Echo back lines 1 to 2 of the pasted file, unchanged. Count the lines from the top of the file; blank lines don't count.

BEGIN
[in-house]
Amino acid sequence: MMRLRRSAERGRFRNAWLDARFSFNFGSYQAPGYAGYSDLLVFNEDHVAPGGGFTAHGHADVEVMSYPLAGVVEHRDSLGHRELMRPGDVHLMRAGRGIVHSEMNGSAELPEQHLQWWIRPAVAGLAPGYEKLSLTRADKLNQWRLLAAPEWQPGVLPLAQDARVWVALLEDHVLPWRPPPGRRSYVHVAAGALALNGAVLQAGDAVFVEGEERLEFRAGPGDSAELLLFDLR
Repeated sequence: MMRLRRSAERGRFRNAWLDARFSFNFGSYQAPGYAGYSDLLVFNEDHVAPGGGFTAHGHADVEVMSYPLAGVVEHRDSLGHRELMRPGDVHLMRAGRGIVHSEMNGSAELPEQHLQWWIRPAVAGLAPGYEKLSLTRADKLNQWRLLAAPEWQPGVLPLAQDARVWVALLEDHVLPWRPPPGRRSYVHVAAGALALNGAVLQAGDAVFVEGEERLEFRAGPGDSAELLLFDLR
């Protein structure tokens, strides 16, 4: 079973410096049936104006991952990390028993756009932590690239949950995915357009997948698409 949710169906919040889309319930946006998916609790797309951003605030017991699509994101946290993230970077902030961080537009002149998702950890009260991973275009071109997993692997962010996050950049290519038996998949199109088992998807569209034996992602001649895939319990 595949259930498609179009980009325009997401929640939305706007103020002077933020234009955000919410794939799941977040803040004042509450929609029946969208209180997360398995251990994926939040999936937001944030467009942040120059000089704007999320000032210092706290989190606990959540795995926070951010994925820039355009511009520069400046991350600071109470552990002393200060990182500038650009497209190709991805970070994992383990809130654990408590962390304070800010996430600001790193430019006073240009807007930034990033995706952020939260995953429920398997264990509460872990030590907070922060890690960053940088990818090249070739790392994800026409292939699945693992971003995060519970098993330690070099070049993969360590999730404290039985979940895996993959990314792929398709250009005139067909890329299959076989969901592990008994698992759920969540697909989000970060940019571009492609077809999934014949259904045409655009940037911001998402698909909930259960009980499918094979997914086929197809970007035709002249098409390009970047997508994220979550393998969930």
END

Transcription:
[in-house]
Amino acid sequence: MMRLRRSAERGRFRNAWLDARFSFNFGSYQAPGYAGYSDLLVFNEDHVAPGGGFTAHGHADVEVMSYPLAGVVEHRDSLGHRELMRPGDVHLMRAGRGIVHSEMNGSAELPEQHLQWWIRPAVAGLAPGYEKLSLTRADKLNQWRLLAAPEWQPGVLPLAQDARVWVALLEDHVLPWRPPPGRRSYVHVAAGALALNGAVLQAGDAVFVEGEERLEFRAGPGDSAELLLFDLR